India U-19 star Harsh Tyagi wants to break into Test team

Speaking to Hindustan Times, Tyagi said that while it felt good to have put in a match-winning performance on the night of the final, it was a complete team effort that saw the U-19 team win the Asia Cup.
India U-19 beat Sri Lanka U-19 by 144 runs to win the final of the 2018 Asia Cup.(ACC)
India U-19 beat Sri Lanka U-19 by 144 runs to win the final of the 2018 Asia Cup.(ACC)
Updated on Oct 09, 2018 08:47 AM IST
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Hindustan Times, New Delhi | ByManish K Pathak

The India Under-19 team put in a comprehensive performance to demolish Sri Lanka and clinch the Asia Cup. While the batsmen applied themselves on a difficult wicket to score 304/3, it was Harsh Tyagi’s splendid bowling figures of 6/38 that not only helped India register a 144-run win, but also earned the youngster the Man of the Match award.

Speaking to Hindustan Times, Tyagi said that while it felt good to have put in a match-winning performance on the night of the final, it was a complete team effort that saw the team lift the trophy.

“This is a great feeling for us, we have stayed together for three months now and to win this tournament is great. The team talk was always very positive. We have been together for three months now and we had the national camp before this series. We had the Sri Lanka tour, and a quadrangular tournament. Everything led up brilliantly to the Asia Cup and the experiences helped us a lot,” Tyagi said.

“There was no such special preparation (for this tournament), as I said, there were three series which we played before the Asia Cup, so it was a confidence booster.”

In the absence of Rahul Dravid, WV Raman took charge of the team as the coach, and Tyagi believes that his motivational speeches were a big help. “WV Raman sir was always very encouraging and he kept giving motivational speeches before the matches and this helped us perform to the best of our abilities,” he smiled.

The Indians were convincing in all the matches, but the semi-final clash against Bangladesh was a real humdinger. For the young team, dealing with the partisan crowd was a new experience and Harsh believes it was a great learning curve.

“Before the match, our team was quite confident. But then we saw the crowd and the support for Bangladesh and we got nervous. We scored 172 runs, the wicket was helpful for the spinners. We were confident that our spinners will get the job done, it got tight, but we won the match,” the young spinner said.

Speaking about his own career and the path it took, Tyagi recalls that the turning point was 2013 when he decided to take cricket as a profession and put all his focus on improving his game. “I was around 12, started playing cricket around 2011. Before that, I was not very serious about it. For me, the turning point was 2013 when I wanted to take it seriously as a profession. And then in 2016, when I played in the Cooch Behar Under-19 Trophy, I took 45 wickets in 7 matches and then picked up 49 wickets in 7 matches again in 2017. It was a turning point for me as a cricketer,” he said.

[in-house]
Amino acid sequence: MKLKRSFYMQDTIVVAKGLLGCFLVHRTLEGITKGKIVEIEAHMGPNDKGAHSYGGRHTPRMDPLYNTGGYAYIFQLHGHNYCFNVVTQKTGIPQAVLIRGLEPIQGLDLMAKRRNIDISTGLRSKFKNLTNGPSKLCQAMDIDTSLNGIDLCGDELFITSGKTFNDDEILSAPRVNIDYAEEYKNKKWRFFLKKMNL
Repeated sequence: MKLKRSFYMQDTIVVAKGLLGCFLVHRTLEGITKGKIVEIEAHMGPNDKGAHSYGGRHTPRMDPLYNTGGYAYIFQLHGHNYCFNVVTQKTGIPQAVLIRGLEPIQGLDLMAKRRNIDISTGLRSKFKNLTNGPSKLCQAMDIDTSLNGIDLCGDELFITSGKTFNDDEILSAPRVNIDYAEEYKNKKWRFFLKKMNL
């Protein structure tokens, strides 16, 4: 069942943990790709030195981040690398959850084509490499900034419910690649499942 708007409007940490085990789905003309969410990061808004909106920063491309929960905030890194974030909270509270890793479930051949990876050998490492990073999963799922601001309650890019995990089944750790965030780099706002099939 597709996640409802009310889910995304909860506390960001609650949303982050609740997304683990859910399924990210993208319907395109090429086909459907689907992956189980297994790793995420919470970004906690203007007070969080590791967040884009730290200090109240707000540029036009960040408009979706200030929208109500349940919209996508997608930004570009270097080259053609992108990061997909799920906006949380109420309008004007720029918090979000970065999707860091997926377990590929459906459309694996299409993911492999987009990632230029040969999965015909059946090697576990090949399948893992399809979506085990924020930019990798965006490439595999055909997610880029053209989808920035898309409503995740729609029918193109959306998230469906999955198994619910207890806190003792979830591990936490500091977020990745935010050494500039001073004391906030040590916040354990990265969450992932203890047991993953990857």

Speaking about the influence of his initial coaches, Tyagi says that for him the lessons imparted in school about the game will always be very special. “I started playing cricket at the Billabong High International School. My initial coach was Phulchand Sharma. He taught me not only about cricket, but about life in general and he really helped me with a lot of technical stuff. And, then few months down the line, Rajan Sachdeva was my coach who supported me with my bowling. So, yes, I have to thank these people for trusting me and supporting me.”

Left-arm spinning all-rounders have mushroomed all over Indian cricket and there is a lot of competition for spots at all levels. However, the young man has always looked up to Daniel Vettori and derives inspiration from the former Kiwi captain.

“When I took cricket seriously, I watched a lot of videos of Daniel Vettori. He took so many wickets that too in New Zealand and Australia, he is my role model. As per my observation, my main strength is consistency. I keep bowling at one spot and want to hit the right areas.

“In the previous matches too, I tried to bowl in one spot and the results were fantastic. As of now, I am a bowler who can bat, because bowling is my first priority and batting comes second. But yes, I love to hit sixes and I do concentrate on hitting sixes, and since I come lower down the order, so this ability helps the team,” he said.

The young man has already played Vijay Hazare for Railways and said that the experience he gained in the three games held him great shape in the Asia Cup. “Ya, this experience really helped me in Asia Cup. I played three matches in Vijay Hazare. We (Railways) played against Mumbai, and that batting line-up scored around 400 runs and I bowled well against them, and although, I did not get any wickets, I really enjoyed bowling against the likes of Shreyas Iyer, Ajinkya Rahane, and Prithvi Shaw. This match was a huge confidence booster for me and came at just the perfect time before the Asia Cup,” he revealed.

Commenting on how he sees his career panning out, Tyagi said: “I am really excited to play the Ranji Trophy. It has to be the biggest Test for me. If I perform well there, I will get selected to play for India ‘A’. For me the ultimate aim is to get selected for the Indian Test team,” he signed off.

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